June 21, 2023
1Health.io, formerly known as Vitagene, a genetic testing company, finds itself in hot water as it faces consequences from the Federal Trade Commission (FTC) due to alleged violations of consumer privacy. This California-based company provided genetic testing kits that aimed to offer individuals valuable insights into their health, wellness, and ancestry, all from a simple DNA sample.
The recent complaint filed by the FTC vs 1Health.io revealed that the data breach on 1Health.io, which was marketed as a secure user experience, failed to fulfill its promise of anonymizing DNA samples and appropriately storing sensitive information. Moreover, allegations state that the company went back on its word to delete consumer data and dispose of genetic specimens after testing.
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Allegations of Deception: FTC’s Complaint Against 1HEalth.io
The FTC complaint against 1Health.io focuses on several key allegations:
- The company stored genetic and health data for consumers in a publicly accessible cloud repository without appropriate access controls, encryption, or monitoring.
- Due to the lack of a data inventory, 1Health.io was unable to fulfill consumer requests to delete their data from its repositories.
- The company failed to ensure the proper destruction of saliva samples after analysis. Notably, it did not enforce contractual requirements for the laboratory handling the sequencing to destroy the specimens.
These privacy violations and complaints about the unnotified sharing of personal information are not new territories for 1Health.io. In fact, for over two years, the company received three separate warnings from the FTC regarding its deceptive privacy and security practices.
1HEalth.io Genetic Testing Company Fined: Financial Penalty and Prohibitions
Under an FTC settlement proposal, 1Health.io would pay $75,000 in sanctions due to the exposed health reports. As part of the settlement, the genetic testing firm must adopt an information security program that reinforces protections for genetic information. Additionally, the company must instruct third-party contract laboratories to destroy any DNA samples retained for more than 180 days.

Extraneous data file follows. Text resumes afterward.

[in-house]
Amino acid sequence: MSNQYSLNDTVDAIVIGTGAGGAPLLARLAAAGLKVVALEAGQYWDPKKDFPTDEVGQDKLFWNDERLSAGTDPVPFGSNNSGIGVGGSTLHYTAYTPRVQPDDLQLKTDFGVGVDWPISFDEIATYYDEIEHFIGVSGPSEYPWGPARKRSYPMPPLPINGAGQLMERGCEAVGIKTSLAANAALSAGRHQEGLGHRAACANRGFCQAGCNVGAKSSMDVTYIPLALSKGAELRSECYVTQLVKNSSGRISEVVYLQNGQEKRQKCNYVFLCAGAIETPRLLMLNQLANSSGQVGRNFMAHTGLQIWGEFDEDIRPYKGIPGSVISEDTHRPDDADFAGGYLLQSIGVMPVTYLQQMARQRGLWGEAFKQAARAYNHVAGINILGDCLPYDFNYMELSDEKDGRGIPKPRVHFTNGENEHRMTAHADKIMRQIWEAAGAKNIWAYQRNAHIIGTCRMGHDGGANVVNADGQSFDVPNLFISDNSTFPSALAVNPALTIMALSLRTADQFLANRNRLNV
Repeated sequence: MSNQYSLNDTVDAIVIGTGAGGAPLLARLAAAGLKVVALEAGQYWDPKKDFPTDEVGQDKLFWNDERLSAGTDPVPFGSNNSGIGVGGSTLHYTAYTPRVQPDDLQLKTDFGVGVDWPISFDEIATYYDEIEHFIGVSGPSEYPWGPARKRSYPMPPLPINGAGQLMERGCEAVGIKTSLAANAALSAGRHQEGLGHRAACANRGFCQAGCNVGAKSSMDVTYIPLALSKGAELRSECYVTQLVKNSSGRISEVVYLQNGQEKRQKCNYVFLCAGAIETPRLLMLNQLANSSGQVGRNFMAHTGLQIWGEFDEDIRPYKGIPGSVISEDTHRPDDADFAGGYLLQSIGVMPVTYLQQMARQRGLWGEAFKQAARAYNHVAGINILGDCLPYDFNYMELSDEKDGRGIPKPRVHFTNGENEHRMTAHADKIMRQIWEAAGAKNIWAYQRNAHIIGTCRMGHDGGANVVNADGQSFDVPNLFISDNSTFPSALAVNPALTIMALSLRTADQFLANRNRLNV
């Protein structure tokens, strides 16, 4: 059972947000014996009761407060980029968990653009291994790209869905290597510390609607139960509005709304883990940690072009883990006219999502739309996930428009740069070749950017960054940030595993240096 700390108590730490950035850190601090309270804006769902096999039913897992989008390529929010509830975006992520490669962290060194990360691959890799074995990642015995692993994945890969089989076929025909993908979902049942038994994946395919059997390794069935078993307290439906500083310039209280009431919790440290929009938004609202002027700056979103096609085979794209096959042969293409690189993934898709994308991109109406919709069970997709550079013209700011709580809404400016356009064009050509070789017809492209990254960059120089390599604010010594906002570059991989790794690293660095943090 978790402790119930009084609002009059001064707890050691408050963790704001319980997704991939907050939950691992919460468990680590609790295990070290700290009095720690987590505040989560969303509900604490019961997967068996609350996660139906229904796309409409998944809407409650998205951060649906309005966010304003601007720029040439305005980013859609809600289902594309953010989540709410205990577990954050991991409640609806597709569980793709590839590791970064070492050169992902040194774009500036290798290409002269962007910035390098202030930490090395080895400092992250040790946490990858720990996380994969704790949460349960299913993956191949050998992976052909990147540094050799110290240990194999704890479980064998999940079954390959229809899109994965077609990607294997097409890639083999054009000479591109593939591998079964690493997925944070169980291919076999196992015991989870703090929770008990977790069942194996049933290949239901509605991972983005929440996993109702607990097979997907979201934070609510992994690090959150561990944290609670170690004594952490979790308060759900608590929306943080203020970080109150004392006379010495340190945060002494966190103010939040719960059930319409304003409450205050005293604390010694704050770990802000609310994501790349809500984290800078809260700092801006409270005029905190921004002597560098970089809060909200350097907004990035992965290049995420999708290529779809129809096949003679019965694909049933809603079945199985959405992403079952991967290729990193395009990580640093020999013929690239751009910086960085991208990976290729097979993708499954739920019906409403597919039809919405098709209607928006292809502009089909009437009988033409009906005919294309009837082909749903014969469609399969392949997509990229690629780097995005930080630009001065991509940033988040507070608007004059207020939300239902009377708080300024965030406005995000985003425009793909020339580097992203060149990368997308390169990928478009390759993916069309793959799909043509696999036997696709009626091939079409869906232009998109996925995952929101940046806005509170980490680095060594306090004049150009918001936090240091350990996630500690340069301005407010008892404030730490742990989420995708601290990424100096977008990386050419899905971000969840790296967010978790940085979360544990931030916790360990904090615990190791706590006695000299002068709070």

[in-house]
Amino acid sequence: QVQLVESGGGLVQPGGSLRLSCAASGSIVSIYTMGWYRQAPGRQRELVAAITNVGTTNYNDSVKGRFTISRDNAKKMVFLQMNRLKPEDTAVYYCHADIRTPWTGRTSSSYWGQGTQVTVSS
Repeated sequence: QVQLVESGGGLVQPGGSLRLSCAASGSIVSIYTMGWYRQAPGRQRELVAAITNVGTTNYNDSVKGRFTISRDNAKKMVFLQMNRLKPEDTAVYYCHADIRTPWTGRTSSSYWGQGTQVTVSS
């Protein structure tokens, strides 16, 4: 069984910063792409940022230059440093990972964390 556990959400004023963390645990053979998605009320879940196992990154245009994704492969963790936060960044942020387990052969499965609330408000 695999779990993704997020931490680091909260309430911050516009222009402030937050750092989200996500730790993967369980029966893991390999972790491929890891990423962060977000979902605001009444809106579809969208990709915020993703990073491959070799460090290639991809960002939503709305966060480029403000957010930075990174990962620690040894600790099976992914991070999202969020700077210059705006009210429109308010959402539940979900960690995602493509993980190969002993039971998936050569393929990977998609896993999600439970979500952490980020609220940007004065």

Samuel Levine, Director of the FTC’s Bureau of Consumer Protection, cautioned that companies attempting to modify their privacy policies to alter the situation’s dynamics should be aware of the consequences. He stated that the FTC Act prohibits companies from unilaterally imposing substantial changes to previously gathered data in their privacy policies.
Compliance Requirements: Information Security Program and Third-Party Assessment
1Health.io must implement an Information Security Program and may undergo third-party assessments to meet FTC compliance standards and safeguard consumer data. This will also strengthen privacy measures and address concerns raised in its FTC complaint. These steps are vitally important in meeting compliance obligations and upholding consumer trust.
The Information Security Program consists of policies, procedures, and safeguards designed to protect genetic information collected by 1Health.io as well as sensitive data collected through other channels. This plan should be tailored specifically for the needs and risks of handling genetic information while adhering to industry best practices.
Key elements of an Information Security Program could include:
- Risk evaluation: Conduct a detailed risk analysis regarding the collection, storage, and transmission of genetic and health data.
- Data security safeguards: Employ appropriate technical, administrative, and physical safeguards to ensure data privacy, integrity, and availability.
- Employee training and awareness: Conduct regular employee education programs on privacy and security best practices.
- Incident response and breach notification: Establish clear protocols and response procedures to address security incidents, including investigating, containment, and mitigation efforts.
1Health.io may also undergo third-party evaluations as part of its Information Security Program, which impartial auditors or assessors will carry out. Through these third-party evaluations, compliance with legal obligations and industry standards is meant to be evaluated objectively.
The third-party evaluation procedure will involve the following:
- Security audits: Perform thorough reviews of the organization’s systems, infrastructure, and operational procedures to spot any flaws that might expose customer data to danger.
- Vulnerability scans and penetration testing: Execute routine scans and simulated assaults to find possible security holes and confirm the efficacy of current security measures.
- Compliance evaluations: Evaluate the organization’s compliance with pertinent laws, norms, and best practices, such as the FTC’s rules and security frameworks particular to the industry.
- Review of documentation: Check if the organization’s information security policy complies with applicable legal and industry standards.
Implementing an Information Security Program and conducting third-party assessments allows 1Health.io to demonstrate its dedication to safeguarding consumer data. They must also demonstrate adherence to privacy regulations, thereby building trust among clients and decreasing the risk of future data privacy and security violations.